VeritasPrep Veritas Prep is the world’s largest privately-owned GMAT preparation and admissions consulting provider, offering industry-leading programs to help applicants improve their test scores and gain admission to the world’s best graduate schools. Founded in 2002 by graduates of the Yale School of Management, Veritas Prep is now live in more than 90 cities worldwide, as well as interactive online courses available everywhere. Additionally, Veritas Prep offers industry-leading admissions consulting services for applicants seeking admission to the most competitive business schools, law schools, and medical schools in the world.

Mastering GMAT Critical Reasoning (2019 Edition)

Chapters

1) Introduction   
2) 6 Step Strategy to solve GMAT Critical Reasoning Questions   
3) How to overcome flawed thinking in GMAT Critical Reasoning?   
4) 4 GMAT Critical Reasoning Fallacies   
5) Generalization in GMAT Critical Reasoning   
6) Inconsistencies in Arguments   
7) Eliminate Out of Scope answer choices using Necessary and Sufficient Conditions   
8) Ad Hominem in GMAT Critical Reasoning   
9) Slippery Slope in GMAT Critical Reasoning   
10) Affirming the Consequent – GMAT Critical Reasoning   
11) How to Paraphrase GMAT Critical Reasoning Question   
12) How to Answer Assumption Question Type   
13) How to Answer Conclusion Question Type   
14) How to Answer Inference Question Type   
15) How to Answer Strengthen Question Type   
16) How to Answer Weaken Question Type   
17) How to Answer bold-faced and Summary Question Types   
18) How to Answer Parallel Reasoning Questions   
19) How to Answer the Fill in the Blanks Question   
Question Bank   
Question 1: 5G Technology (Inference)   
Question 2: Water Purifier vs. Minerals (Fill in the Blanks)   
Question 3: Opioid Abuse (Strengthens)   
Question 4: Abe and Japan’s Economy (Inference)   
Question 5: Indians and Pulse Import (Weakens)   
Question 6: Retail Chains in Latin America (Assumption)   
Question 7: American Tax Rates – Republican vs. Democrats (Inference)   
Question 8: AI – China vs the US (Weakens)   
Question 9: Phone Snooping (Strengthens)   
Question 10:  Traditional Lawns (Assumption)   
Question 11:  Appraisal-Tendency Framework (Inference)   
Question 12:  Meta-Analysis of Diet Trials (Weakens)   
Question 13:  Biases in AI (Strengthens)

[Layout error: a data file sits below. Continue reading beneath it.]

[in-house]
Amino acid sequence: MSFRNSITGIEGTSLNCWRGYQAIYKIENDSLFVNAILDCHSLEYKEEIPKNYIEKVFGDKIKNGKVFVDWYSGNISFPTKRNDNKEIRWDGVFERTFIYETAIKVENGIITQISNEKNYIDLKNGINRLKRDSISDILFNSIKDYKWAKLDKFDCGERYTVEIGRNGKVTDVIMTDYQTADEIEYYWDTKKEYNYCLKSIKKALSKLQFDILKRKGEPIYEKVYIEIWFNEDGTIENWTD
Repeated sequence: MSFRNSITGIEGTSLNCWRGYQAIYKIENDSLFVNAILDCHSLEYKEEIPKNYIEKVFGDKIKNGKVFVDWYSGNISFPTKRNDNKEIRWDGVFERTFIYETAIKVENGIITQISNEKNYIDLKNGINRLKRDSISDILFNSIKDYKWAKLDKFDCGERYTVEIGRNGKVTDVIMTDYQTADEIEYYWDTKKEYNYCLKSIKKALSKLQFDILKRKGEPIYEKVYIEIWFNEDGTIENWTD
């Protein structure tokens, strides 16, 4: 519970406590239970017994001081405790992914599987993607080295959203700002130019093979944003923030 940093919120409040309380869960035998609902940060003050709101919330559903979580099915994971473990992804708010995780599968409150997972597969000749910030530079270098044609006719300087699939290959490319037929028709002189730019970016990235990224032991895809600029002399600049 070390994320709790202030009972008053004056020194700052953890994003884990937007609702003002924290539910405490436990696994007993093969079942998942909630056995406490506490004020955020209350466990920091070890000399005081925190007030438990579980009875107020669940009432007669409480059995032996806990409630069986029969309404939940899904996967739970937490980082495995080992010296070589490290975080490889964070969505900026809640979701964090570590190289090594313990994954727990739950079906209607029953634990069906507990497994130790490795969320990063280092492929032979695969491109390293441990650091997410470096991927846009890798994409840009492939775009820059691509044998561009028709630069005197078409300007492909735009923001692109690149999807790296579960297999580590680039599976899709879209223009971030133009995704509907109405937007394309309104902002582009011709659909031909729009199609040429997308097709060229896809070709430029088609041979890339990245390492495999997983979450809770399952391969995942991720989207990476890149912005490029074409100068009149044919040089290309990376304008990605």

Question 14:  Stock Price and Effectiveness of Leadership (Inference)   
Question 15:  US Border Wall (Weakens)   
Question 16:  Driverless Car and Pollution (Assumption)   
Question 17:  Climate Change (Inference)   
Question 18:  Rent a Furniture (Weakens)   
Question 19:  Marathon Performance and Customized Shoes (Weakens)   
Question 20:  Guaranteed Basic Income (Assumption)   
Question 21:  Brexit (Infer)   
Question 22:  AB vs Traditional Hotels (Assumption)   
Question 23:  Tax Incentive and Job Creation (Weakens)   
Question 24:  Obesity and Sleeve Gastrectomy (Inference)   
Question 25:  Recruiting Executives (Weaken)   

Answers with Detailed Explanation

Download Mastering GMAT Critical Reasoning (2019 Edition)

Essential GMAT Reading Comprehension Guide


After you read F1GMAT’s Essential GMAT Reading Comprehension Guide, you will:

1. Complete GMAT RC Questions in less than 1 minute and 50 seconds

2. Read Faster

3. Take Notes Effectively

4. Collect and Interpret Facts

5. Speed up Summary Creation

6. Remember Information

7. Question the Author   

8. Learn to answer GMAT Reading Comprehension Title question   

9. Learn to Solve GMAT Reading Comprehension Main Idea Question   

10.Learn to Solve GMAT Reading comprehension inference question   

11. Learn to Solve GMAT Reading Comprehension Detail Questions   

12. Learn to Organize passage in GMAT Reading Comprehension   

13. Learn to Identify style/tone or attitude of the author

14. Learn to Improve GMAT Reading Comprehension Score


Download Essential GMAT Reading Comprehension Guide



Mastering GMAT Critical Reasoning



After you read F1GMAT’s Mastering GMAT Critical Reasoning Guide, you will:

1) Learn to eliminate out of scope answer choices

2) Learn to spot logical fallacies

3) Learn to read questions by focusing on the holy trinity – premise, assumption, and conclusion.

4) Learn to disregard filler information

5) Complete GMAT CR Questions in less than 1 minute and 40 seconds


Download Mastering GMAT Critical Reasoning